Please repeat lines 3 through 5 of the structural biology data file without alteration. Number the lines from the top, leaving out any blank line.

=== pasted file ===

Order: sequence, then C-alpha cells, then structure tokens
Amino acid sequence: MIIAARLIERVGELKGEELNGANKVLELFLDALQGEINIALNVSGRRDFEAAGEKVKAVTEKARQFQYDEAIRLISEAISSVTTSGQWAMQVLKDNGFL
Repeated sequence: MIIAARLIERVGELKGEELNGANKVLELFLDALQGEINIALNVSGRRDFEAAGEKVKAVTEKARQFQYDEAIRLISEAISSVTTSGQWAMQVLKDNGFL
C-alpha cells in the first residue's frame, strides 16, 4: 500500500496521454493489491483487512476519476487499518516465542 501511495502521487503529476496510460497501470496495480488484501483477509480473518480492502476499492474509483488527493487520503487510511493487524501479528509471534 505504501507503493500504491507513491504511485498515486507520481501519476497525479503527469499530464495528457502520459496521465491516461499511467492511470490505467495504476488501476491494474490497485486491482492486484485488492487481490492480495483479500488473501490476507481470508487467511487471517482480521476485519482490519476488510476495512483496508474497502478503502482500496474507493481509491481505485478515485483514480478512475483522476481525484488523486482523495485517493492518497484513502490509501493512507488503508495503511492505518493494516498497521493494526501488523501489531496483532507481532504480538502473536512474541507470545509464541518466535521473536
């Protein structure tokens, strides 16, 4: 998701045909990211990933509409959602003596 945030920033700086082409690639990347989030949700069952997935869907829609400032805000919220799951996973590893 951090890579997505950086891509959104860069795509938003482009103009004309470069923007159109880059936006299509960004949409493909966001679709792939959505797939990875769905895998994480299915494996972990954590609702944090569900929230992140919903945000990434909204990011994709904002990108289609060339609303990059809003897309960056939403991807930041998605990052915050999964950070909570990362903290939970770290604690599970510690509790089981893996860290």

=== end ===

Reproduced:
Repeated sequence: MIIAARLIERVGELKGEELNGANKVLELFLDALQGEINIALNVSGRRDFEAAGEKVKAVTEKARQFQYDEAIRLISEAISSVTTSGQWAMQVLKDNGFL
C-alpha cells in the first residue's frame, strides 16, 4: 500500500496521454493489491483487512476519476487499518516465542 501511495502521487503529476496510460497501470496495480488484501483477509480473518480492502476499492474509483488527493487520503487510511493487524501479528509471534 505504501507503493500504491507513491504511485498515486507520481501519476497525479503527469499530464495528457502520459496521465491516461499511467492511470490505467495504476488501476491494474490497485486491482492486484485488492487481490492480495483479500488473501490476507481470508487467511487471517482480521476485519482490519476488510476495512483496508474497502478503502482500496474507493481509491481505485478515485483514480478512475483522476481525484488523486482523495485517493492518497484513502490509501493512507488503508495503511492505518493494516498497521493494526501488523501489531496483532507481532504480538502473536512474541507470545509464541518466535521473536
């Protein structure tokens, strides 16, 4: 998701045909990211990933509409959602003596 945030920033700086082409690639990347989030949700069952997935869907829609400032805000919220799951996973590893 951090890579997505950086891509959104860069795509938003482009103009004309470069923007159109880059936006299509960004949409493909966001679709792939959505797939990875769905895998994480299915494996972990954590609702944090569900929230992140919903945000990434909204990011994709904002990108289609060339609303990059809003897309960056939403991807930041998605990052915050999964950070909570990362903290939970770290604690599970510690509790089981893996860290």